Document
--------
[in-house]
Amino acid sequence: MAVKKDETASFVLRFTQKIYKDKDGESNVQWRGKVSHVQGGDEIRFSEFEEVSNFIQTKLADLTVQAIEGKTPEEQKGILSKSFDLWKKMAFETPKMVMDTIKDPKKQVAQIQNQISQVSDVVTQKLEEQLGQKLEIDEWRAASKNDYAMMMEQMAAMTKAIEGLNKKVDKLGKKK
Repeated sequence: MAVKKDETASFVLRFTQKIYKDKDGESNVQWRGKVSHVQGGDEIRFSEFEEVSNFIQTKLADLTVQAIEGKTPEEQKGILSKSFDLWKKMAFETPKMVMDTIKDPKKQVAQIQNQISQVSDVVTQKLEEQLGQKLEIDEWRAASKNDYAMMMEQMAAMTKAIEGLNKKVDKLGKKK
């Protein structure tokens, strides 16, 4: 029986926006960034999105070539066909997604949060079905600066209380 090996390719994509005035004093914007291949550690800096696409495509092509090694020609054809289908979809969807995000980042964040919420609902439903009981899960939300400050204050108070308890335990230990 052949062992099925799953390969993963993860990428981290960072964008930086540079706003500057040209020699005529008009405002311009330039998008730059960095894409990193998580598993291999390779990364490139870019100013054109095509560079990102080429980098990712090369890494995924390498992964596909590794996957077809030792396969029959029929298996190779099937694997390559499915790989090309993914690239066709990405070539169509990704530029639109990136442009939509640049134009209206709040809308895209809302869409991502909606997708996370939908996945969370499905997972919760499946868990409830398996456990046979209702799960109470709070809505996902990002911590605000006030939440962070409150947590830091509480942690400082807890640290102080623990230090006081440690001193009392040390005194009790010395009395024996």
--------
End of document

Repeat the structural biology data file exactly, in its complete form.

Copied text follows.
[in-house]
Amino acid sequence: MAVKKDETASFVLRFTQKIYKDKDGESNVQWRGKVSHVQGGDEIRFSEFEEVSNFIQTKLADLTVQAIEGKTPEEQKGILSKSFDLWKKMAFETPKMVMDTIKDPKKQVAQIQNQISQVSDVVTQKLEEQLGQKLEIDEWRAASKNDYAMMMEQMAAMTKAIEGLNKKVDKLGKKK
Repeated sequence: MAVKKDETASFVLRFTQKIYKDKDGESNVQWRGKVSHVQGGDEIRFSEFEEVSNFIQTKLADLTVQAIEGKTPEEQKGILSKSFDLWKKMAFETPKMVMDTIKDPKKQVAQIQNQISQVSDVVTQKLEEQLGQKLEIDEWRAASKNDYAMMMEQMAAMTKAIEGLNKKVDKLGKKK
């Protein structure tokens, strides 16, 4: 029986926006960034999105070539066909997604949060079905600066209380 090996390719994509005035004093914007291949550690800096696409495509092509090694020609054809289908979809969807995000980042964040919420609902439903009981899960939300400050204050108070308890335990230990 052949062992099925799953390969993963993860990428981290960072964008930086540079706003500057040209020699005529008009405002311009330039998008730059960095894409990193998580598993291999390779990364490139870019100013054109095509560079990102080429980098990712090369890494995924390498992964596909590794996957077809030792396969029959029929298996190779099937694997390559499915790989090309993914690239066709990405070539169509990704530029639109990136442009939509640049134009209206709040809308895209809302869409991502909606997708996370939908996945969370499905997972919760499946868990409830398996456990046979209702799960109470709070809505996902990002911590605000006030939440962070409150947590830091509480942690400082807890640290102080623990230090006081440690001193009392040390005194009790010395009395024996």